Startup Competitions Decoded: Unpacking the Phenomenon's Dimensions


  • Malek Elmi University of Cagliari
  • Giovanna Bertella School of Business and Economics, UiT-The Arctic University of Norway, Tromsø,
  • Manuel Castriotta Department of Economics and Business, University of Cagliari



Startup competitions, new venture formation and growth, business support strategies and practice, typological theorizing, multidimensional perspective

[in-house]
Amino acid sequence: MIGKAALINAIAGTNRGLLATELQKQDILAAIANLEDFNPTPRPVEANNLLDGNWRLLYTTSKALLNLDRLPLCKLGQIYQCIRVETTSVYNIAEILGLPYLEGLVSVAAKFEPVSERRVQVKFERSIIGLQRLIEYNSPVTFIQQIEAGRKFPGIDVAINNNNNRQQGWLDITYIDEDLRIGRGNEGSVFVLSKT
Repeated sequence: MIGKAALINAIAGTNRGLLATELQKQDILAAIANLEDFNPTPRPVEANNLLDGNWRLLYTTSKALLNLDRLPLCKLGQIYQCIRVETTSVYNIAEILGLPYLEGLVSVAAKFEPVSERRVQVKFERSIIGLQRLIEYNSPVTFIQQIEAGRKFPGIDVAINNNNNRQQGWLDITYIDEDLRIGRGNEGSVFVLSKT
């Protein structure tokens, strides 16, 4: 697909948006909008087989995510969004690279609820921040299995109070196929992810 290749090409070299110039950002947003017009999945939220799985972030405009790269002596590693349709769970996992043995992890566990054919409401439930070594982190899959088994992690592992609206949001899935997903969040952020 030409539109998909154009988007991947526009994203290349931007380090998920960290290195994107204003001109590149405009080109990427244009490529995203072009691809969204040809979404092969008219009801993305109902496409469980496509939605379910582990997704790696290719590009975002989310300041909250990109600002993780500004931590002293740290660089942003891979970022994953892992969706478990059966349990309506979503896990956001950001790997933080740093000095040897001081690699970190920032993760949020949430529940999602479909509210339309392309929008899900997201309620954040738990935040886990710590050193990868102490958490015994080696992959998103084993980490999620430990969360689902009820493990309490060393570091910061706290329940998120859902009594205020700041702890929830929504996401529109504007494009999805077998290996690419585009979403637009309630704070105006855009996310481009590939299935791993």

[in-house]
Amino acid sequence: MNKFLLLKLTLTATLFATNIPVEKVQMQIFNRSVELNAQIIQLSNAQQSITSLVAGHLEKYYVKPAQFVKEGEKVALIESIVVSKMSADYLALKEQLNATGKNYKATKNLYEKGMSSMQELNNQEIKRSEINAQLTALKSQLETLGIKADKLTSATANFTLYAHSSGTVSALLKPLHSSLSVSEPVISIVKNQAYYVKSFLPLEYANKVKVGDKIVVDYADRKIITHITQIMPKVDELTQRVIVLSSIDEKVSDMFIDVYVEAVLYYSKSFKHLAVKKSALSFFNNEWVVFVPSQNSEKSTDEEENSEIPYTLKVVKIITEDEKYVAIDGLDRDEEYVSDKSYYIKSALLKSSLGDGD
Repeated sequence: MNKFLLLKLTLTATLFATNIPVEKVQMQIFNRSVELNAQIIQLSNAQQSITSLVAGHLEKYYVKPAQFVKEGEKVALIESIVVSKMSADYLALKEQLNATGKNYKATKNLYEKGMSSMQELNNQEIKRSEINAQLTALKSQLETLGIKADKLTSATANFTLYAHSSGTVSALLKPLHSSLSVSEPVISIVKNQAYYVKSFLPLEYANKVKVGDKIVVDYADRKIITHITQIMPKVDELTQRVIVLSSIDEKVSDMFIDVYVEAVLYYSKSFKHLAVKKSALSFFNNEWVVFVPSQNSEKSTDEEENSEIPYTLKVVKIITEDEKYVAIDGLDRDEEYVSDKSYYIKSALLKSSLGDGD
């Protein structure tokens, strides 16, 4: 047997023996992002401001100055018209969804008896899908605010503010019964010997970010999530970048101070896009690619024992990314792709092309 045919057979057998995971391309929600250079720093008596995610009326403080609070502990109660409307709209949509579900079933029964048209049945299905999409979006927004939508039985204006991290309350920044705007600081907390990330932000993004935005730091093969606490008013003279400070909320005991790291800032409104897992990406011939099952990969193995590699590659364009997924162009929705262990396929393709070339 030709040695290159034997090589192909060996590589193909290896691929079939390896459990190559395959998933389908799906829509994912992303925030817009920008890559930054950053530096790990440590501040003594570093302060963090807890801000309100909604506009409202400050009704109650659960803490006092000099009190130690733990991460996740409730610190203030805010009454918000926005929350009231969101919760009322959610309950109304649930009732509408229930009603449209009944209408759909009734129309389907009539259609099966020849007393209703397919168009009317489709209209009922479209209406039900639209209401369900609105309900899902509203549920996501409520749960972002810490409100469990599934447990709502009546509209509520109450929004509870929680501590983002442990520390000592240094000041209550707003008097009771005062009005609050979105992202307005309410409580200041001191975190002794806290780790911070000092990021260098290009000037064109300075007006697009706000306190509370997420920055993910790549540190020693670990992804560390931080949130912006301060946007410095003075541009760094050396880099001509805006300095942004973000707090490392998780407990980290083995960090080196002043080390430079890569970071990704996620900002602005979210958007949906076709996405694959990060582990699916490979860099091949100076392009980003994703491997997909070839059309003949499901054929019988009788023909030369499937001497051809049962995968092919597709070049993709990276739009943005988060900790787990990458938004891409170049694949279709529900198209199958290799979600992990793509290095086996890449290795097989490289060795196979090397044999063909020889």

Drawing on a typological theorizing style (Cornelissen, 2017), this paper investigates and deconstructs the fuzzy nature of startup competitions (Cornelissen, Höllerer and Seidl, 2021). Despite the pivotal role that startup competitions play in promoting innovation and shaping policies related to business creation and welfare there exists a scarcity of comprehensive research that thoroughly investigates the organizational architecture and overall effects of these contests on entrepreneurial ecosystems’ actors. Furthermore, the presence of conceptual fragmentation necessitates a process of synthesis to prevent the dispersion of scientific efforts and to enhance understanding of the essence and constituents of the phenomenon (Ferreira, Fernandes and Ratten, 2016; Howard and Crayne, 2019; Law, Wong and Mobley, 1998). The methodology utilized in this study is a validated approach that combines a systematic literature review with subsequent inductive analysis of the selected articles (Thomas and Tee, 2022). This article makes two distinct contributions to the existing body of literature. First, this study contributes to the startup competitions and entrepreneurship literature by providing a typological theoretical framework that examines the conceptual dimensions of this phenomenon. Additionally, this research seeks to identify the key actors involved in these competitions and emphasize the potential of utilizing such events as intervention tools at micro and macro-organizational levels. Furthermore, this study makes a valuable contribution to the existing body of literature that examines the intersection of entrepreneurship and organizational studies. This study presents a theoretical framework that focuses on the unique characteristics of organizational actors involved. It illustrates the potential design of multiple SUCs architectures based on the objectives and deliberate impacts that these actors aim to achieve. From the perspective of managerial implications, this work provides fuel for thought and a practical instrument for all organizations that intend to conduct a startup competition on purpose. This paper functions as an in-depth guide for all relevant stakeholders, including organizers, participants, accelerators, incubators, and other involved actors. This phenomenon illustrates how each actor is prompted to take action upon acquiring a specific scope.